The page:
Little Known Museum Shares the Story of “Folsom Man”
Two of 75 souls who live in Folsom, New Mexico, are strolling into the tiny post office across the highway from a row of ancient, empty storefronts on a recent mid-March day. The sun is shining on range lands that are too dry too early. No vehicles are moving at this convergence of three two-lane highways that go to places you probably never heard of. This town has no store, no cafe, no gas station. http://www.newwest.net/topic/article/how_a_new_mexico_find_revolutionized_archaeology/C41/L41/

Crow Canyon Researching Puebloan Origins
The majestic remains of Mesa Verde stand as icons to the legacy of the Pueblo Indians of the American Southwest. Anyone visiting them or the many other Pueblo sites that dot the picturesque desert landscape of the American Four Corners region and the southwestern states cannot help but walk away impressed. But who really built them, where did they come from, and what is their story? http://popular-archaeology.com/issue/april-2011/article/archaeologists-investigate-origins-of-great-pueblos-of-american-southwest

Albuquerque Church Listed on National Register
A church that’s a landmark in Albuquerque’s Nob Hill neighborhood is now listed on the National Register of Historic Places. The state Historic Preservation Division made the announcement this week. http://washingtonexaminer.com/news/2011/03/albuquerque-church-listed-national-register

Saving a State Park Has Many Benefits
Attendance is up at the Tubac Presidio State Historic Park, and a wide range of attractions and improvements have been added since local residents took over operation from the state a year ago. The gift shop has new items and the park’s walking tour is easier with new signage and a guidebook. After avoiding being shuttered and abandoned behind a chain link fence, and after nearly a year of park management by a volunteer organization, results are impressive.  http://www.gvnews.com/news/article_47a27642-5da5-11e0-aa55-001cc4c03286.html

Lecture Opportunity (Cortez)
The Hisatsinom Chapter of the Colorado Archaeological Society is pleased to present Marcie Ryan to discuss local geology in a talk entitled Between a Rock and a Hard Place:  Telluride’s Regional Geology on Tuesday, April 5 at 7:00 PM at the Cortez Cultural Center, 25 North Market Street, Cortez, CO.  In her discussion, Ms Ryan will focus on Telluride’s awesome scenery as a function of past and present geologic processes.  This discussion should enhance your appreciation of the spectacular local scenery we all enjoy. Ryan is a  geomorphologist (one who studies the arrangement and form of the Earth’s crust and of the relationship between these physical features and the geologic structures beneath) and lived and worked in Telluride for twenty years.  Questions welcome.  Contact Bob Bernhart @ 970-739-6772 with questions about the program.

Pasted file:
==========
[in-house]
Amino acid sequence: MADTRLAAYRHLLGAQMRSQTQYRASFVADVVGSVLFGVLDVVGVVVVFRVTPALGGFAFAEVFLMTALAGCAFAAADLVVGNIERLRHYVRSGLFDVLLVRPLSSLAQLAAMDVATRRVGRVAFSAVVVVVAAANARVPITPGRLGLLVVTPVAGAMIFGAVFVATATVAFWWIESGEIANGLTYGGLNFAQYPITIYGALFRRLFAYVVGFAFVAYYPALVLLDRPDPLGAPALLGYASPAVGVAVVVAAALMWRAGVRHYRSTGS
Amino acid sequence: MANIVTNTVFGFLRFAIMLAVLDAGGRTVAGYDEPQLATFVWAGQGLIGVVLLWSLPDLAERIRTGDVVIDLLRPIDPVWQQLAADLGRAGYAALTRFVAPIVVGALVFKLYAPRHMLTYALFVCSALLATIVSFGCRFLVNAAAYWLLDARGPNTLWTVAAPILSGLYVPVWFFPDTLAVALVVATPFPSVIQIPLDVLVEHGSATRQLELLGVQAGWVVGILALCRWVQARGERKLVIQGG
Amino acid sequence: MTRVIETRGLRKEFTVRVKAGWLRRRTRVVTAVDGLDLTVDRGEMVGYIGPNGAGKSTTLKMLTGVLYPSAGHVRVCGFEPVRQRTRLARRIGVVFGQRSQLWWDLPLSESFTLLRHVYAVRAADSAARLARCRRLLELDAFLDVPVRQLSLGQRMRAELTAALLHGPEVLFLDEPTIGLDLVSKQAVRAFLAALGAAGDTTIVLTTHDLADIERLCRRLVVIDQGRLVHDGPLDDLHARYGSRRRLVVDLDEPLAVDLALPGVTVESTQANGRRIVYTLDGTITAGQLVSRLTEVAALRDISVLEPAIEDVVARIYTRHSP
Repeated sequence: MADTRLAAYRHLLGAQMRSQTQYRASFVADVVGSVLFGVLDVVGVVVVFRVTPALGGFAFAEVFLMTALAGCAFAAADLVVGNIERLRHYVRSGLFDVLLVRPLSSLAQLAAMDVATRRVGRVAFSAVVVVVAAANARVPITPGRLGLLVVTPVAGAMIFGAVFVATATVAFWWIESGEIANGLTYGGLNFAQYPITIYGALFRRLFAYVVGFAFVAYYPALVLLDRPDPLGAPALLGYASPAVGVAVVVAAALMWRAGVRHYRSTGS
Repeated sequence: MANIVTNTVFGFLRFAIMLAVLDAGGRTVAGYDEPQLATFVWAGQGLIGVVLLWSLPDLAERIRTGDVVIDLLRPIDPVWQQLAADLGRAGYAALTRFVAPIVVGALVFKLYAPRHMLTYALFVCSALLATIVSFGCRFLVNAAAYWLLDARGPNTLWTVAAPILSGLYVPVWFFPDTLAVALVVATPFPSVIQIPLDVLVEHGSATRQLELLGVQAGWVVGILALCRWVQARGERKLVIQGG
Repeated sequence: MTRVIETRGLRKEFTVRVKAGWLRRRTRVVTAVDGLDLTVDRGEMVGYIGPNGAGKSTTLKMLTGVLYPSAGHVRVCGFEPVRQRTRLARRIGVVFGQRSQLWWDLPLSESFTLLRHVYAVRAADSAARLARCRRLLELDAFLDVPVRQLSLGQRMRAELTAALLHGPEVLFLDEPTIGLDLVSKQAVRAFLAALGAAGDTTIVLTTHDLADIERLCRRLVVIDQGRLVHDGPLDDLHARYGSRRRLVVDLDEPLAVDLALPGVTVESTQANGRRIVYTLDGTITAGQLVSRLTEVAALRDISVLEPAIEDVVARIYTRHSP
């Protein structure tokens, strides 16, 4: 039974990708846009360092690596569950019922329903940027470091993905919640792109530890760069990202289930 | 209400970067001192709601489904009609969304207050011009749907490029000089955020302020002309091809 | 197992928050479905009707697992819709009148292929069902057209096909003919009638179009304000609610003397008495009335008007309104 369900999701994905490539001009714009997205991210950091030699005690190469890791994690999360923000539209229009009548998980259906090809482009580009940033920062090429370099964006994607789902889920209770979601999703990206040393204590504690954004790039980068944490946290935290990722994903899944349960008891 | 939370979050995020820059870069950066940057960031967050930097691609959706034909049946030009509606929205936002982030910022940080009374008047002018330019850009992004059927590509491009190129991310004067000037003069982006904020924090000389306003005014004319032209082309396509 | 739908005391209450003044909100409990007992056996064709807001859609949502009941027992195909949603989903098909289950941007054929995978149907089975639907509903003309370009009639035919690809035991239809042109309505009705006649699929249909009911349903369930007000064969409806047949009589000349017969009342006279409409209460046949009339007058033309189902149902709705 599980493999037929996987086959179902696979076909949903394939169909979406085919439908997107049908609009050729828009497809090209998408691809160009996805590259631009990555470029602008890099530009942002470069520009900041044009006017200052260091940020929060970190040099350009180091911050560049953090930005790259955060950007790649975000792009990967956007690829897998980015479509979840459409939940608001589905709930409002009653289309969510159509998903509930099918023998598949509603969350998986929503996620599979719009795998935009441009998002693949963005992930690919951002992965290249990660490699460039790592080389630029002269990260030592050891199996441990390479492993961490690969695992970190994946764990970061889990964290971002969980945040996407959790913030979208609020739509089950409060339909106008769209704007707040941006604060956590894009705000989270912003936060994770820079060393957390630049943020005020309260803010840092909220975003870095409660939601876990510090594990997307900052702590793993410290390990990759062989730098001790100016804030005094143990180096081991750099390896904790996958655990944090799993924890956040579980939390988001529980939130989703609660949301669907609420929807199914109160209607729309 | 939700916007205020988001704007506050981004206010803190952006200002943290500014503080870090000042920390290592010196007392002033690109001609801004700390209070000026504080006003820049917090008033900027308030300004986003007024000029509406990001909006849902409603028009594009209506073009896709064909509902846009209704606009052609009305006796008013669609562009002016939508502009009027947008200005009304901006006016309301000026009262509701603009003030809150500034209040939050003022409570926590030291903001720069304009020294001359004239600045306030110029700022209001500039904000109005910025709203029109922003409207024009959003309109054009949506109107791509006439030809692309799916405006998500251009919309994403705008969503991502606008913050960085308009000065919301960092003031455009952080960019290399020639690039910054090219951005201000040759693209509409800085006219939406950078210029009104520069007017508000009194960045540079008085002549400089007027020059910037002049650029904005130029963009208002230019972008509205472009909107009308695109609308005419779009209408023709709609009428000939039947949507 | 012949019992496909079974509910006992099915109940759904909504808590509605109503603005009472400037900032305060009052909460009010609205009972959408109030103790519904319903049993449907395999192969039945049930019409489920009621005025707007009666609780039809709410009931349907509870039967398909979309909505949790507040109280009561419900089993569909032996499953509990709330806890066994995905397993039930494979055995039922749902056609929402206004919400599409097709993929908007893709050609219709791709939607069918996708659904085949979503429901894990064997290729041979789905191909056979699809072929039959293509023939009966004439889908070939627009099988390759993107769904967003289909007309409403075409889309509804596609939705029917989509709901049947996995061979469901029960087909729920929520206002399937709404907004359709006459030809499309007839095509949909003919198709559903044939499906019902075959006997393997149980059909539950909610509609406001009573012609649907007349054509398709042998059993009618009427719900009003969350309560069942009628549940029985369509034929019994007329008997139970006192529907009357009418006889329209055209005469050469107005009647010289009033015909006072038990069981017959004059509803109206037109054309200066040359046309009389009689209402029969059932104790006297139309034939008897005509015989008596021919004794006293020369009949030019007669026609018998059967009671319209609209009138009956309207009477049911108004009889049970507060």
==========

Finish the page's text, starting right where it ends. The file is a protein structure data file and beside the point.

Lecture Opportunity (Tubac)
Archaeologist Dr. Eric Eugene Klucas will give a presentation to the Santa Cruz Valley Chapter of the Arizona Archaeological Society on April 14, 2011, 7 PM, at the North County Facility at 50 Bridge Road in Tubac.  This program is free to the public. The Santa Cruz Valley AAS chapter meets the second Thursday of each month.

Little Big Horn Artifacts and Documents Moving to Tucson
The National Park Service said it will remove thousands of historic objects and records from Little Bighorn Battlefield National Monument.Park Service officials Tuesday said the items will be kept in a storage facility in Tuscon, Arizona. Officials said the move is temporary until a more secure and permanent repository is established at the battlefield. http://www.kulr8.com/news/local/Park-Service-to-move-Little-Bighorn-records-to-AZ-118907239.html
Impressive Mexica Carved Monoliths Available for Online Browsing
INAH’s web page now offers details of 3 emblematic Mexica sculptures: Coyolxauhqui, Tlaltecuhtli and the Sun Stone (Piedra del Sol) can be admired on-line in an interactive site created by the National Institute of Anthropology and History (INAH).  The site named Historia en piedra. Tres monolitos Mexicas (History in Stone. Three Mexica Monoliths), presents high resolution images, video and animation that illustrate studies conducted by INAH specialists dedicated to archaeology and restoration.  http://www.artdaily.org/index.asp?int_sec=2&int_new=46036
Thanks to Brian Kreimendahl for contributing to this week’s issue of Southwest Archaeology Today.